Humans naturally crave a connection to nature and the outdoors. So give them what they want – what they need! Even brief glimpses of nature indoors can lead to significantly healthier, more beautiful spaces.
Nature in architecture truly insulates us from the harsher rhythms of the human world, providing a healing effect through its simple delights and helping us realign our energies to address the present. In a world where stress is considered one of the top hazards to human health and the coronavirus global pandemic is forcing us to spend more time indoors, using natural building products like Bark House bark wall coverings and siding in luxury designs can go a long way toward helping us stay even happier and healthier.
Long Human History of Architecture Inspired by Nature
Nature informed art and design long before the modern concept of ‘biophilia’ began trending.
For example, fractals and the golden ratio, which form the basis of patterns found in nature, have long been considered principal concepts in design. Thus, the already‑common use of fractals and the golden ratio in complex architecture reveals a longstanding intellectual comprehension of patterns in nature.
To wit, many traditional aesthetic philosophies around the world reflect this affinity for being inspired by nature, in architecture, and otherwise. For example, Denmark’s hygge engenders all things coziness with typical sensory characteristics including muted tones and patterns derived from nature. Similarly in Japan, wabi‑sabi celebrates the beauty and wisdom of natural simplicity, embracing the imperfections of naturally‑occurring shapes and even flaws in all aspects of the home, decorative and functional.
Why Biophilic Design Really Works
The main principle behind biophilia is, at its core, simple: Connect humans with nature to improve well‑being.
Luxury architects can do this simply by bringing natural elements into built spaces. These elements can include water, greenery, stone, and natural light. Bark and wood, especially where the natural grain and textures are visible, are particularly effective ways to foster biophilia. The use of such botanical shapes — instead of straight lines — really hammers in the visuals of nature. Bark also engages all the senses beyond just the visual, with the aroma of trees and the tactility of rough bark.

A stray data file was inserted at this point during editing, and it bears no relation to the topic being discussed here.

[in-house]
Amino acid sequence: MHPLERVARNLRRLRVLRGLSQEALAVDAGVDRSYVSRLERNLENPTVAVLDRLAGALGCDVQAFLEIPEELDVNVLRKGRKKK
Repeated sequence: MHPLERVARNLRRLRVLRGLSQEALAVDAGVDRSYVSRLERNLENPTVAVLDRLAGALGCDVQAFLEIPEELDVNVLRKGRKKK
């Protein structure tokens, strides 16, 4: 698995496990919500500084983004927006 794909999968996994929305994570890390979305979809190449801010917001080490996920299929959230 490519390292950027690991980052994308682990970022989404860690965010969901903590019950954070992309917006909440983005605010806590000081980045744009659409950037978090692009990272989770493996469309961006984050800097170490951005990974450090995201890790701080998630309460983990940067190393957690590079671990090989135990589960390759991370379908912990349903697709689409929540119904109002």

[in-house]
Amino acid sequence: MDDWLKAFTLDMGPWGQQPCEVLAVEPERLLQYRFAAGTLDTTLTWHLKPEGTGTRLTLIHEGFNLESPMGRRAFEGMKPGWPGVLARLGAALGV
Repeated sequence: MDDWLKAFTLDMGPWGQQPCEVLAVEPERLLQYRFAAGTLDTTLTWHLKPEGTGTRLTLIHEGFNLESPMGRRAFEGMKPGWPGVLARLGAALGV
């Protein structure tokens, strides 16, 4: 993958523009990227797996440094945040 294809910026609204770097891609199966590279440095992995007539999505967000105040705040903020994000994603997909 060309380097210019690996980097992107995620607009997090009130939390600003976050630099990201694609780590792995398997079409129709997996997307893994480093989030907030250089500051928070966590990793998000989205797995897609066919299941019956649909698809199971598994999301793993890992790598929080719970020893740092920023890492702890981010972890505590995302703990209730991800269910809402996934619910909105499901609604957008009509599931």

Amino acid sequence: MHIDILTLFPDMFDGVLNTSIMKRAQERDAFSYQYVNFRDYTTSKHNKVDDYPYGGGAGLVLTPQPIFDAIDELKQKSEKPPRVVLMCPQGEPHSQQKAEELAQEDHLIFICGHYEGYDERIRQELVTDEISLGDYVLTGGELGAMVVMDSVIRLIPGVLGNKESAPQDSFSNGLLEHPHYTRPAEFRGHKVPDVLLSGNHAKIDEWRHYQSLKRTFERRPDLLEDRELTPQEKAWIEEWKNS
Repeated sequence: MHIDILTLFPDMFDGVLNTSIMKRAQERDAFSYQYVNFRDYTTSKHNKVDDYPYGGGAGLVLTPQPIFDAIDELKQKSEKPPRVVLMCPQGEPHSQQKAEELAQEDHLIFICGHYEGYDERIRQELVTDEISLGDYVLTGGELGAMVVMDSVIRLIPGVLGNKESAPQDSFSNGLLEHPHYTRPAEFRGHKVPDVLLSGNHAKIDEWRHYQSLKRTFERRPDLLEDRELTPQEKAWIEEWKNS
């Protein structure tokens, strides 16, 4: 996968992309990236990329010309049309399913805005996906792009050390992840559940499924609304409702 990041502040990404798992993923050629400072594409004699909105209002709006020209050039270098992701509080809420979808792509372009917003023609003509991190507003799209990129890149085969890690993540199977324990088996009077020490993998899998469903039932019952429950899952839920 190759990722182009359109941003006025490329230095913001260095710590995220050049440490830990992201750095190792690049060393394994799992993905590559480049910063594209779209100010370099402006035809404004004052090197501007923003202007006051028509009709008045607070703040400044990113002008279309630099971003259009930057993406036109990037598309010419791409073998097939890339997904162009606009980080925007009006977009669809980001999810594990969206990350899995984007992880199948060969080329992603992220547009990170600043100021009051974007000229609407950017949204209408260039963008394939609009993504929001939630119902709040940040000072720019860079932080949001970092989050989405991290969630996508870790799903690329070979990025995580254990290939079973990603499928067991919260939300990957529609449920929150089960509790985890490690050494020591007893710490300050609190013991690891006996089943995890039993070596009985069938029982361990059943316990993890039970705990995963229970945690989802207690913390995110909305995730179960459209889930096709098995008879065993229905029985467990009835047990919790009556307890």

Because biophilic design — even in small doses — has been scientifically proven to improve the lives of inhabitants. It does this by:
- Reducing stress levels: Even if you can’t be outside, simply looking at nature can reduce stress and promote health. In fact, this can even decrease physical pain.
- Make you feel more connected. Nature encourages connections, not just making people feel more inclined to connect with their local communities, but actually giving them the energy to go out and do so. This actually happened with residents in Chicago public housing, who reported stronger feelings of connections with their neighbors than those in buildings without trees.
- Improving cognitive performance. Just taking breaks won’t mitigate stress: the type of breaks also matters. Research shows immersion in nature boosts performance on tasks requiring sustained focus.
- Fuel for the soul. Nature makes us feel more alive, and in a quantifiable way, as this research at the University of Rochester shows.
The Evolution of Luxury Design: Go All‑In on Biophilia
So you’re looking to elevate your luxury designs to the next level. The first challenge is to go beyond thinking about your aesthetics. Consider not just the comfort, but the happiness of the people who will be occupying the spaces you create. The best way to boost that joy is to bring nature nearer and dearer to their hearts.